Though the dreams of such exclusive flights are mentally stimulating, there was no way, I would cope up with them either physically or financially. It was going to be just an economy ride for me with the family. The Singapore flier wheel is so huge that they have constructed a long passage even to approach the bottom rung of it and the entry platform. Just to create interest, some displays and slide shows of not much significance have been placed all along the way. Any way, no one seem to be showing much interest to them.
Singapore Ferris wheel has all the riding cars mounted on the outside of the rim, and electric motors independently rotate each car to keep it upright. Because of this arrangement, a cab stays vertical but the vertical positions keeps changing all the time. To facilitate the entry or exit, the rims of the platform on both sides of the wheel, from where you enter or alight from cabs, have been made circular to match the wheel itself. This gives about 15 to 20 seconds for each cab to take in the passengers or let them out. We found it pretty simple to enter the moving cab. Cabs are quite specious with two rows of benches in the middle. On all sides there are glass windows for observation.
The ascent is labouriously slow, as the cabs come above the level of the buildings with landing platforms, but soon afterwords, a fantastic panorama opens up before my eyes. I can see the old Marina bay, now being converted into a sweet water lake with a Barrage, the Kalang Garden on the other side of the bay, the new indoor stadium and the green patch of grass created above parking structure just near Marina Barrage. On the other side, the impressive business district cityscape called as CBD. On the side of it, the Singapore river and Durian shaped auditoriums of Esplande, the Fullerton hotel and the water vomiting imaginary animal called Merlion. Its all there.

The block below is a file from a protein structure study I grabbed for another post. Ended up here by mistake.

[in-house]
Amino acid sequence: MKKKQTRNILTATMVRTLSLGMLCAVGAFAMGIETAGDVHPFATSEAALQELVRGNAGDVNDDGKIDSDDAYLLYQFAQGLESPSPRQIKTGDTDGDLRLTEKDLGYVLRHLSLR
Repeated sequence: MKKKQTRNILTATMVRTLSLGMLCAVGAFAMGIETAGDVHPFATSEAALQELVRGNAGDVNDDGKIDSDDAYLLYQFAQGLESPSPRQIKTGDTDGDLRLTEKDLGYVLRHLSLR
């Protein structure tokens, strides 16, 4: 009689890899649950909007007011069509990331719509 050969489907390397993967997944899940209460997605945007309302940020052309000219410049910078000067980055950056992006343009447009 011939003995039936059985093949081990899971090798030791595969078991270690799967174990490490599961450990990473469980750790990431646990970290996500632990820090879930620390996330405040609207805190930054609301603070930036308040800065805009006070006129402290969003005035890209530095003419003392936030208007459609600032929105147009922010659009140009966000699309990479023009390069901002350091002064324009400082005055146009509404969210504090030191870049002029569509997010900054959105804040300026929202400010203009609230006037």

I just keep watching as the car reaches to the top of the wheel. I am anxiously waiting for the descent to start and await that exclusive sinking feeling. However great disappointment awaits me. The descent is so slow and gradual that I hardly feel any difference between ascent and descent. To make the ride glamourous, Singapore flier has made the ride so gentle and soft, robbing it of all the fun.
As I come out of the cab, I am happy that I have finally managed to take a ride in world’s tallest wheel. Yet I miss the thrill and excitement, that small Ferris wheels from the fairs and exhibitions create with their rapid descent. But that is life, isn’t it?
(First published in Akshardhool on 29th April 2013)